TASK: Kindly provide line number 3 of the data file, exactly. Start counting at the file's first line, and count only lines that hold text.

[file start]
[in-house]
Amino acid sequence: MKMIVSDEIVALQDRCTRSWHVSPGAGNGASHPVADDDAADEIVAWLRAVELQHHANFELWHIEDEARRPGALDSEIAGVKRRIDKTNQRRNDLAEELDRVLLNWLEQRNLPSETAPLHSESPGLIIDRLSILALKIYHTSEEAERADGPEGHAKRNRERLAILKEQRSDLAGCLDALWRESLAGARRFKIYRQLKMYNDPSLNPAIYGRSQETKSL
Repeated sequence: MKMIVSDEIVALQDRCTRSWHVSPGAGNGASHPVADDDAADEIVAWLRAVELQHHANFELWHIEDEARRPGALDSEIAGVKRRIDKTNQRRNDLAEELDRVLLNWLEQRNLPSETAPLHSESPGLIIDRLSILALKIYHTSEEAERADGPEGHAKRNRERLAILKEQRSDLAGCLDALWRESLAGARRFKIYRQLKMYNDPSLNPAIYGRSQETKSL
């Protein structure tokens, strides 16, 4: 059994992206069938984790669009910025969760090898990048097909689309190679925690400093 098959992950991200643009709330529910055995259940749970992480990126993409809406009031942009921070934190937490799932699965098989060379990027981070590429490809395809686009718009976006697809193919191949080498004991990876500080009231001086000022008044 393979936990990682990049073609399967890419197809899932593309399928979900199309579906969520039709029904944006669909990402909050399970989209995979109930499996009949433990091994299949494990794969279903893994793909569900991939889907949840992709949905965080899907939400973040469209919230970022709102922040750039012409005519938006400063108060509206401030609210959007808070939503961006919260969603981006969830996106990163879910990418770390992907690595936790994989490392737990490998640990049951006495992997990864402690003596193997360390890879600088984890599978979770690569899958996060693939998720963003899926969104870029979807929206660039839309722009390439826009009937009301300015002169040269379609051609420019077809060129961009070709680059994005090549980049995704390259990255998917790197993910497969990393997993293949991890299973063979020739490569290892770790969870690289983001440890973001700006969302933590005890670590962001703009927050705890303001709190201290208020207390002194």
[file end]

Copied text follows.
Repeated sequence: MKMIVSDEIVALQDRCTRSWHVSPGAGNGASHPVADDDAADEIVAWLRAVELQHHANFELWHIEDEARRPGALDSEIAGVKRRIDKTNQRRNDLAEELDRVLLNWLEQRNLPSETAPLHSESPGLIIDRLSILALKIYHTSEEAERADGPEGHAKRNRERLAILKEQRSDLAGCLDALWRESLAGARRFKIYRQLKMYNDPSLNPAIYGRSQETKSL